Nearest artificial light source to roost commuting route
250m to the northeast - street lighting
Photos or annotated figures of roost

Proposed works

Description of works
Extensive repairs and renovations across the Llwyn Celyn site to:  Restore the main house to a habitable condition, to be used as holiday accommodation by the Landmark Trust;  Restoration of the beast house, with creation of public information area and viewing mezzanine;  Restoration and conversion of the threshing barn into bunk-house style accommodation and facilities;  Repair to the cowshed, to house heating equipment for the site and an outdoor store;  Repairs to the drying shed; and  Demolition of the Dutch barn, tin shed, and pole barn.
Type of impact upon the roost
Long-Term Roost Modification and Roost Loss

Proposed mitigations

Type of mitigation
Avoidance
Specific technical detail of measure
Mitigation design was by Richard Crompton and Bob Firmin. A variety of roosting spaces for lesser horseshoe bats were created within the new 'cider house' and 'link building' to the rear of the main house. The whole link building, and the first floor of the cider house were set aside as dedicated bat roosts. Thermal and sound insulation was installed at ceiling level of the bedroom and bathroom. Dedicated bat access was provided above the old blocked doorway in the north-west gable wall of F12a. An opening measuring 400mm (w) x 200mm (h) was created suitable for use by lesser horseshoe bats, as high above ground as possible. This was in the form of a simple vent with sloping stone tiles to help minimise the ingress of wind driven rain as the opening is westward facing. A single baffle was installed within the roof space to minimise light and draughts within the bat roost – constructed from sterling board/OSB or similar and was extend down 1m from the top of the roof located 1m in horizontally from the gable wall. The outward facing surface was painted matt black to minimise light reflection.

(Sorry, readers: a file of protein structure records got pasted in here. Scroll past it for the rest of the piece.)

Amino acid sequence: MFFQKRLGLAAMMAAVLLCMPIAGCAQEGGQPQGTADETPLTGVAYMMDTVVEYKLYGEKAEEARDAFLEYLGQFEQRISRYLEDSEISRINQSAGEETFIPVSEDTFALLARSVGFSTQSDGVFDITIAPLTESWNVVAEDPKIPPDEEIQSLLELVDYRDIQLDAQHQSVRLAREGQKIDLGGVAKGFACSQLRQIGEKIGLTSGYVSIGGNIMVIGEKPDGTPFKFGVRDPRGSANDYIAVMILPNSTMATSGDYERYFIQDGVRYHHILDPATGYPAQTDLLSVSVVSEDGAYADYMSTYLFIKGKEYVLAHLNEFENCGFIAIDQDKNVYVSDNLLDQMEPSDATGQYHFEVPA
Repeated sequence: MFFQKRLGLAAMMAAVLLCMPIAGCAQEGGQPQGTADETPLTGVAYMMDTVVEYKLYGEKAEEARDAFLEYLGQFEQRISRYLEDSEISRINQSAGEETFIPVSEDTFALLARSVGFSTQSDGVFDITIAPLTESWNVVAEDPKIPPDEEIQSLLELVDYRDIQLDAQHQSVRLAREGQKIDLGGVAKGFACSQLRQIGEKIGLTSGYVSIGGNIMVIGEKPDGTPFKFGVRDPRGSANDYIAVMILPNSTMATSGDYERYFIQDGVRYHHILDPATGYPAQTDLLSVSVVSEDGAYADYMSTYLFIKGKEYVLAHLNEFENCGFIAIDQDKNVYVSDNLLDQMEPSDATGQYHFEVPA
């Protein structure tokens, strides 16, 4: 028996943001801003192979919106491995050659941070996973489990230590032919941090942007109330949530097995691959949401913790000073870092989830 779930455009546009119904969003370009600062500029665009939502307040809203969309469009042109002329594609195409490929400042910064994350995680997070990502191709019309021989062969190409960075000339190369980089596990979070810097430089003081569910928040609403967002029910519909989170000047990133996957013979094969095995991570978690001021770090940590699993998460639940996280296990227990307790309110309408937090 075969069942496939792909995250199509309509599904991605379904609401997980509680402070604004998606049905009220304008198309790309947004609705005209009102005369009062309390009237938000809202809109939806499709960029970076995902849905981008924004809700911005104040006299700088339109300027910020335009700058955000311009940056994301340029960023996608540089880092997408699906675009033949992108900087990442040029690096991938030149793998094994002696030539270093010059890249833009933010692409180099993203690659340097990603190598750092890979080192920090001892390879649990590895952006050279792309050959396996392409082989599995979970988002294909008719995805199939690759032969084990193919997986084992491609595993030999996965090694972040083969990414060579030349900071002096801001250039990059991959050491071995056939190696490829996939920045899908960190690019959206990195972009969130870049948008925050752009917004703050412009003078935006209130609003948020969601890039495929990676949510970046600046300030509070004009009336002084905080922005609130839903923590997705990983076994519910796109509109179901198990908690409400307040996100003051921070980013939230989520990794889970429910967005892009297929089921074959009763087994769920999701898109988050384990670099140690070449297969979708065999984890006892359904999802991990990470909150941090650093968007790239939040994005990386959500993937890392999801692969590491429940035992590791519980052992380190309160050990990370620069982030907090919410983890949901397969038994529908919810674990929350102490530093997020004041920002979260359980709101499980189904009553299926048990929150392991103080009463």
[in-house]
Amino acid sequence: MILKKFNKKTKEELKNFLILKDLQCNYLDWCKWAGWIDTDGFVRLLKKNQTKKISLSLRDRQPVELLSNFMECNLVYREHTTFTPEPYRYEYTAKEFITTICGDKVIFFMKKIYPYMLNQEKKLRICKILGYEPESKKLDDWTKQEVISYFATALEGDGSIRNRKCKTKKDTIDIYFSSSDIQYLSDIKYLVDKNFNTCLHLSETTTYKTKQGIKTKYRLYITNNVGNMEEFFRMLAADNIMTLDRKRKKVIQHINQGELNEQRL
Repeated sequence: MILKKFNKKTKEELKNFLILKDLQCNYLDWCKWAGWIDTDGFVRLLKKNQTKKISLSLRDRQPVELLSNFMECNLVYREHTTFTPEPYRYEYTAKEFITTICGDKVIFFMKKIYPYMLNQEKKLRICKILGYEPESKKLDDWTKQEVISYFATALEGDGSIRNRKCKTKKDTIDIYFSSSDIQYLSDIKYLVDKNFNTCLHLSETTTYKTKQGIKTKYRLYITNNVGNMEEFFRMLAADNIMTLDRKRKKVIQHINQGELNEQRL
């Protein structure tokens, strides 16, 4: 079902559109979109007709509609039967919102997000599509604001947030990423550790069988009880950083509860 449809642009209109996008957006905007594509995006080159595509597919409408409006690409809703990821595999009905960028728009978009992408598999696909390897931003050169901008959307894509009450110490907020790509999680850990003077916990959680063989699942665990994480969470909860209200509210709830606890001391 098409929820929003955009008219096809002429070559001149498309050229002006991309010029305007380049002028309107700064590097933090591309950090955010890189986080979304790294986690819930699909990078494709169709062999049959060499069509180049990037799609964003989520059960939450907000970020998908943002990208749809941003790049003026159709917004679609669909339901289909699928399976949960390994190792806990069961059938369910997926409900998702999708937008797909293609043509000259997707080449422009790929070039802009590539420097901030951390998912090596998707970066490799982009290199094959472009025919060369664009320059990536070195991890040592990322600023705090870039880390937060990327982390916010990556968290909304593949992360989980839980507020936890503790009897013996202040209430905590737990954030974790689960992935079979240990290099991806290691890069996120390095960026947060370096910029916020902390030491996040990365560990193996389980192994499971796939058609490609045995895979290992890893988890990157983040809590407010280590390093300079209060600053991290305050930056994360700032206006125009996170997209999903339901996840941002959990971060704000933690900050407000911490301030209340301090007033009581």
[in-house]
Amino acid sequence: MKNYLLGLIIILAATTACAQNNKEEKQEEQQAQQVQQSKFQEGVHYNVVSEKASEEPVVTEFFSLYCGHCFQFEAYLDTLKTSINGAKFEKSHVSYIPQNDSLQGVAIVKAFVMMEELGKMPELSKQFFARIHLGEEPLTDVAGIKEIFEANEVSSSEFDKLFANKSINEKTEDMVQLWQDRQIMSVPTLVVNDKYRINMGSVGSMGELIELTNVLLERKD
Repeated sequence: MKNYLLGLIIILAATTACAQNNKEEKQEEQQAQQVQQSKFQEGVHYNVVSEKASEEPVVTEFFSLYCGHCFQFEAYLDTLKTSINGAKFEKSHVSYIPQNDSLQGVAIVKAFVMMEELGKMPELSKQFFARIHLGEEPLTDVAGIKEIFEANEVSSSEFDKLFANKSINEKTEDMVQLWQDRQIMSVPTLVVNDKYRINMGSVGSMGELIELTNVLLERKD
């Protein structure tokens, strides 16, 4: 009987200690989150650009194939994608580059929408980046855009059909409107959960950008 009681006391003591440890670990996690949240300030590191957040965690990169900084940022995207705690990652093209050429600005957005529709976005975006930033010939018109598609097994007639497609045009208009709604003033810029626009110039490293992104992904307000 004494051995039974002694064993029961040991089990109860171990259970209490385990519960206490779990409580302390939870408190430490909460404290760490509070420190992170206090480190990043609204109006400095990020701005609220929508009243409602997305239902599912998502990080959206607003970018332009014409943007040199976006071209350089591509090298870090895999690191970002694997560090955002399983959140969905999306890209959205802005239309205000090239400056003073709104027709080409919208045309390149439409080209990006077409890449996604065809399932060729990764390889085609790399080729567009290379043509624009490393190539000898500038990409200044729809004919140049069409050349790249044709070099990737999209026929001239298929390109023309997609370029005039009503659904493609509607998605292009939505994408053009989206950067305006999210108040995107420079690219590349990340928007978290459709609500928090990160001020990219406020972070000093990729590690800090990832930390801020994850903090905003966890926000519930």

Relevant annotated figures
Roost location
Bat House
Aspect of roost
W
Height of roost entrance (m)
2
Roost material(s)
  • Bitumen Felt
  • Slate Tiles
  • Stone
Nearest commuting feature
Hedge
Distance to nearest commuting feature (m)
5